The government maintains that its strict policy, which bars settlement for migrants who reach the country by sea, has worked and fewer boats are showing up than a decade ago. But for those held at the refugee centers on the islands of Manus and Nauru, the recent election represented a loss of hope for change.
Details: The Times worked with human rights groups to create a rough timeline of events since the election. Within the first 48 hours of Prime Minister Scott Morrison’s re-election, there were six suicide attempts in Manus. By June 26, the number of suicide attempts approached 100.
Quotable: “It was grim when I visited nearly two years ago to write about the situation,” reports our Australia bureau chief, Damien Cave. “Now, it’s worse. Every few days, it seems, a new instance emerges of people cutting themselves, setting themselves on fire or trying to harm themselves in some other way.”

21 Jun 2019

Australian Treasury 2012 mission statement. Then came Abbott and out went this statement!

Excerpt from the CQNVERSATION

Once were innovators

For decades Australia’s treasury has put these words at the heart of its mission statement:
to improve the well-being of the Australian people


10 Jun 2019

Frightening step towards a police state and we are blindly letting it happen in the name of security.


The book is by veteran journalist Brian Toohey, and reflects his half century of writing about defence and national security issues.
Toohey says that:
"step by step, a succession of new laws and policies have provided the building blocks for Australia to become a country in which secretive officials and ministers wield unprecedented levels of peacetime power".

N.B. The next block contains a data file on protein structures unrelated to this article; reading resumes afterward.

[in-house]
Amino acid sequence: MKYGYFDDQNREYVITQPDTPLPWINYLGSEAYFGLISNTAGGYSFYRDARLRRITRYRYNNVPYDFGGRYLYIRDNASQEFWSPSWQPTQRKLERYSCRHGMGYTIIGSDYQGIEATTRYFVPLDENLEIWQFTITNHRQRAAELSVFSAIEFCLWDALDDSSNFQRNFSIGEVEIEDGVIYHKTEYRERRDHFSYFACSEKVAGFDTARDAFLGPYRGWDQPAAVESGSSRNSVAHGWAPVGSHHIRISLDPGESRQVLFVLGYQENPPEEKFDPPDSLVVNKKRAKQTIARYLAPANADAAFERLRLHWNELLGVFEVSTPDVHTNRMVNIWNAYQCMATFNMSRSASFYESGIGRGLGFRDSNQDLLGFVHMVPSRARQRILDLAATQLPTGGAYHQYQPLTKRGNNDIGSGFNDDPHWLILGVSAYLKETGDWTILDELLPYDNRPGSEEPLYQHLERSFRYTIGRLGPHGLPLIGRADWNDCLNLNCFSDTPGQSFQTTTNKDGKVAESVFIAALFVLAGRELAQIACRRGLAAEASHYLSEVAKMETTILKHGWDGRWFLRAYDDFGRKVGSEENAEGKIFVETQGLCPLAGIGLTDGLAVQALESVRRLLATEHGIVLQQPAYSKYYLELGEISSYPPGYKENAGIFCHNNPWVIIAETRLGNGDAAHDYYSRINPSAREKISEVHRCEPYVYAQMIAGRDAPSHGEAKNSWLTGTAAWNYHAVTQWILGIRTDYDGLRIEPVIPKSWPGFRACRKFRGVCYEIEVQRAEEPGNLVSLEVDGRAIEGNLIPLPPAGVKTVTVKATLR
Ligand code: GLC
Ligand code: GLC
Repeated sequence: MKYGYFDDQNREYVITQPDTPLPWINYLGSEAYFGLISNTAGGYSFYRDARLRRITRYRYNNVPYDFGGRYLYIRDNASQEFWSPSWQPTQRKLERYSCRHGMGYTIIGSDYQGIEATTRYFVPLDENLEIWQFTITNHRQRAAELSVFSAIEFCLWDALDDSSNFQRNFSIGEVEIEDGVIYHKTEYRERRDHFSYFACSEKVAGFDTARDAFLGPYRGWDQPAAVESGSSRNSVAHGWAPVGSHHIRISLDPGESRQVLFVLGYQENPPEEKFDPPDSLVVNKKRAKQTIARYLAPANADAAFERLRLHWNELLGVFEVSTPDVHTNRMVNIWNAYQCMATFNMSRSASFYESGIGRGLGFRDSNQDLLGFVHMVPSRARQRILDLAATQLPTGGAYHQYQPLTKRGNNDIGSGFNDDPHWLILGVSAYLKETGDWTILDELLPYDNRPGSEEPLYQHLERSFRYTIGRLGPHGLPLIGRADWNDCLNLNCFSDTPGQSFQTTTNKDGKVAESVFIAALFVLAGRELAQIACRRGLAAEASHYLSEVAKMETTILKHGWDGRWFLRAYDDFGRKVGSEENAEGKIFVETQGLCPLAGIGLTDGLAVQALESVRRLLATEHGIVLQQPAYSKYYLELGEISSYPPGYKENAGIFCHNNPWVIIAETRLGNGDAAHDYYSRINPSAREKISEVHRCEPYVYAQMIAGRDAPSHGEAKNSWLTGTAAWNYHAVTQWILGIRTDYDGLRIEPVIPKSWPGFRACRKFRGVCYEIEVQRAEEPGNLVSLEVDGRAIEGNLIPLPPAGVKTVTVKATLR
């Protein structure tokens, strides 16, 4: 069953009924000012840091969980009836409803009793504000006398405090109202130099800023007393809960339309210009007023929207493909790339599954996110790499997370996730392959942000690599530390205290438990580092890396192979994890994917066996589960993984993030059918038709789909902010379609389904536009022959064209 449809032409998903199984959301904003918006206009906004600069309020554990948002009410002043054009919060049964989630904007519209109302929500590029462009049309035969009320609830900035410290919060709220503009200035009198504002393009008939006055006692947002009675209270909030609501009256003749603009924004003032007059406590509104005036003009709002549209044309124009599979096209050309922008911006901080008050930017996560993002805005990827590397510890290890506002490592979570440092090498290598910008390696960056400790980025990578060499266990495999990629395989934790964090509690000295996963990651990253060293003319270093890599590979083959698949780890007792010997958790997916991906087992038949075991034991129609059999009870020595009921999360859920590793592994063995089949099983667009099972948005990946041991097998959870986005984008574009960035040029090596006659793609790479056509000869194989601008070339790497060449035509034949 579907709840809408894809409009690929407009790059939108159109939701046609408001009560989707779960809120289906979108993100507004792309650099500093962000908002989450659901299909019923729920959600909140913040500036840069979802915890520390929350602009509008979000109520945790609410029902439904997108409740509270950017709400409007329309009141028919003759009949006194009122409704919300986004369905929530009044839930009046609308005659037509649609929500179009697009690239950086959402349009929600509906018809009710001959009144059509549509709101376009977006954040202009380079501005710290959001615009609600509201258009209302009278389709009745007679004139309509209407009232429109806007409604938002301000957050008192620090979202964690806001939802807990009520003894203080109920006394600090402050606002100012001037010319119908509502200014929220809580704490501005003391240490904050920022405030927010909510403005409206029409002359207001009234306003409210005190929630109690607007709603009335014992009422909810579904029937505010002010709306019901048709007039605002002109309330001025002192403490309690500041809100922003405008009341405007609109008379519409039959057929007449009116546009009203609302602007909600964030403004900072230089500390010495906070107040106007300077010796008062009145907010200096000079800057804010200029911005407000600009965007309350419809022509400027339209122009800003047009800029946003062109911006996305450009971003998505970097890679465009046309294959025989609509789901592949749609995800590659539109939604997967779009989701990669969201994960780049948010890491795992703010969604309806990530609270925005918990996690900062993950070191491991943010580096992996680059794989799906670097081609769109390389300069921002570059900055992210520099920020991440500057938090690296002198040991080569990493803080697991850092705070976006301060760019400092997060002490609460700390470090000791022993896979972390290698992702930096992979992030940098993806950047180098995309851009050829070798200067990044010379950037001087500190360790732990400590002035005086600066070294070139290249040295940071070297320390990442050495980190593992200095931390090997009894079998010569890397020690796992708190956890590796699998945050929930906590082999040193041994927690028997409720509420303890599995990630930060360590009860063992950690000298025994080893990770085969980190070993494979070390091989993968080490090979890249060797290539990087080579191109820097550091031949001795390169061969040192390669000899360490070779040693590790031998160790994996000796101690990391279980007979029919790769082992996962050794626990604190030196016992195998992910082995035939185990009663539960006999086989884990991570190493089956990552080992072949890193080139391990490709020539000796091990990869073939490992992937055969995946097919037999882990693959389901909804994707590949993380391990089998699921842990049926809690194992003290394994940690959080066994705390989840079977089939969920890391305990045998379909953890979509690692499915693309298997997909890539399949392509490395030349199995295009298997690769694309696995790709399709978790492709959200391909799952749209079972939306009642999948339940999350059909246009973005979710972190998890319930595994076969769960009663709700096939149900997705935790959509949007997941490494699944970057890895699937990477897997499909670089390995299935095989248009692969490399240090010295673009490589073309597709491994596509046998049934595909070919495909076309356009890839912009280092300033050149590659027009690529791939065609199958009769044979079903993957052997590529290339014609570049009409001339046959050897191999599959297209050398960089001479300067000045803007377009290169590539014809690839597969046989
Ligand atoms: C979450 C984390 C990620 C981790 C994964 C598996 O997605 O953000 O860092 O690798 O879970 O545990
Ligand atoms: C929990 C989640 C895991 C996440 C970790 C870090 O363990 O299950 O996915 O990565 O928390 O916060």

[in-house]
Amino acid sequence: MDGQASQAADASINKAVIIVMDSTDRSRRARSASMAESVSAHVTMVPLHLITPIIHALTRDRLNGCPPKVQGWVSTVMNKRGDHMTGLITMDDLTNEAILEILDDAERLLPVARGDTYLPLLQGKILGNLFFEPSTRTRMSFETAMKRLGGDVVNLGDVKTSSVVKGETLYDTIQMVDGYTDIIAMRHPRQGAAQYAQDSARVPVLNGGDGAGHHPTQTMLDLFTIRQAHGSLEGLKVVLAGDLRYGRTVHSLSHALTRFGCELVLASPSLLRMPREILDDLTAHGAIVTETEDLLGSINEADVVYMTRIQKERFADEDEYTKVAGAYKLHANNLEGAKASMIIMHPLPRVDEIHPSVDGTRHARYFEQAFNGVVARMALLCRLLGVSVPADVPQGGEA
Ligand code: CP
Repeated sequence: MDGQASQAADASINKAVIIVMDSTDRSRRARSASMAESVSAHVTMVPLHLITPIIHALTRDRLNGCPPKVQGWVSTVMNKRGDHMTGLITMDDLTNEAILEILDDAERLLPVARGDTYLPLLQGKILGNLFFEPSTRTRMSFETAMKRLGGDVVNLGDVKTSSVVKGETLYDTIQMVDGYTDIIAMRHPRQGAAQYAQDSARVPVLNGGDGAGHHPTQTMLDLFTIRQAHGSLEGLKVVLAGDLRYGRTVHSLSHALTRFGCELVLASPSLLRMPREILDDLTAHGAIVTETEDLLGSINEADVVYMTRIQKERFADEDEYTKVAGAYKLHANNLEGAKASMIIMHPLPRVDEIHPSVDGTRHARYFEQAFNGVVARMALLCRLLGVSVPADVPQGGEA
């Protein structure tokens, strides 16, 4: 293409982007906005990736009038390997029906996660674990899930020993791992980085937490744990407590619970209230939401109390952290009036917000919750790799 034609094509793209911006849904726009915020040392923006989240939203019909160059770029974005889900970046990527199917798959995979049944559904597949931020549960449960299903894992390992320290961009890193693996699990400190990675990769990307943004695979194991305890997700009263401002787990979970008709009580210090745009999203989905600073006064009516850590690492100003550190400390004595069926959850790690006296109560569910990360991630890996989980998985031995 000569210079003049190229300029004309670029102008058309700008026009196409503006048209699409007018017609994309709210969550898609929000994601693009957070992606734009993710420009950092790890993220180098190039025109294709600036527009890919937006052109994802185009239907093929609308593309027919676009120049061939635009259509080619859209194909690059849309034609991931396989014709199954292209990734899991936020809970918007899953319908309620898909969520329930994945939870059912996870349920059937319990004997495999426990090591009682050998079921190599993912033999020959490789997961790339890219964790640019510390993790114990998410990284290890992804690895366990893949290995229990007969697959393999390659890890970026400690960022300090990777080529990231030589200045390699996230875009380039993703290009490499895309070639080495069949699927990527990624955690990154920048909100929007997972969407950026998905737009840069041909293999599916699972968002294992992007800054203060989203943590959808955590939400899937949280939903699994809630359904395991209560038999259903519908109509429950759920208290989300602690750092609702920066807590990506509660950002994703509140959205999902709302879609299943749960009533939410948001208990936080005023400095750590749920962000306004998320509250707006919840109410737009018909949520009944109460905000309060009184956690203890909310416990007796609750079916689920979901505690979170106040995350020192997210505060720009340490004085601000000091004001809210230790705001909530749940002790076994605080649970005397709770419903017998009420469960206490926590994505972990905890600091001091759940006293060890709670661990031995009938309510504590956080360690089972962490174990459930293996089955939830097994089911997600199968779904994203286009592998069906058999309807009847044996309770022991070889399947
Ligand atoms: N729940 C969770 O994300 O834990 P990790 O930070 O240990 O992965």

No major political party, he argues, is:
"offering to restore the values of an earlier era in which habeas corpus prevailed; the onus of proof was on the prosecution; the accused was allowed to see the evidence relied on by the Crown; and Australian Security Intelligence Organisation officials could not legally kidnap people or raid a lawyer's offices and seize documents in a commercial case directly involving the Government on the other side.
"No major party seems bothered by the use of new surveillance technology that allows governments to detect contact between journalists and their sources, effectively denying whistleblowers the opportunity to reveal abuses of power and criminal behaviour."
This (slightly hysterical) culture built around national security is the really important issue at stake in this week's raids, even more than the raids themselves and the threat they pose to journalism.

30 May 2019

Homelessness and the press.


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The roles of the law and the media

Why is the association of homelessness and crime so strong? There are two main factors.

First, many behaviours made necessary by homelessness are criminalised. Simply trying to survive puts people who are experiencing homelessness in direct contact with the criminal justice system.

In Victoria, for example, begging is a criminal offence. Other laws that unfairly target the homeless include indecent exposure laws, which result in homeless people being arrested for going to the toilet or washing themselves in public (because they lack the option to do so in private).

The second factor is the persistent linking of homelessness and crime in the media.

News stories proliferate in the tabloid media about aggressive beggars, foreign backpackers pretending to be homeless to make money and people who exploit their pets as they beg for donations.

Coverage of the homeless camp at Flinders Street Station in Melbourne during the 2017 Australian Open tennis tournament routinely described inhabitants as drug dealers, criminals and professional troublemakers.

Being homeless means being vulnerable it does not mean they are all criminals!

19 May 2019

The election "KEEP IT SIMPLE STUPID" wins the day.


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The election "KEEP IT SIMPLE STUPID" wins the day.

Summing up: The why of the election results comes down to one reason. If you give the opposing side several large targets you open the door on fear and people will play it safe.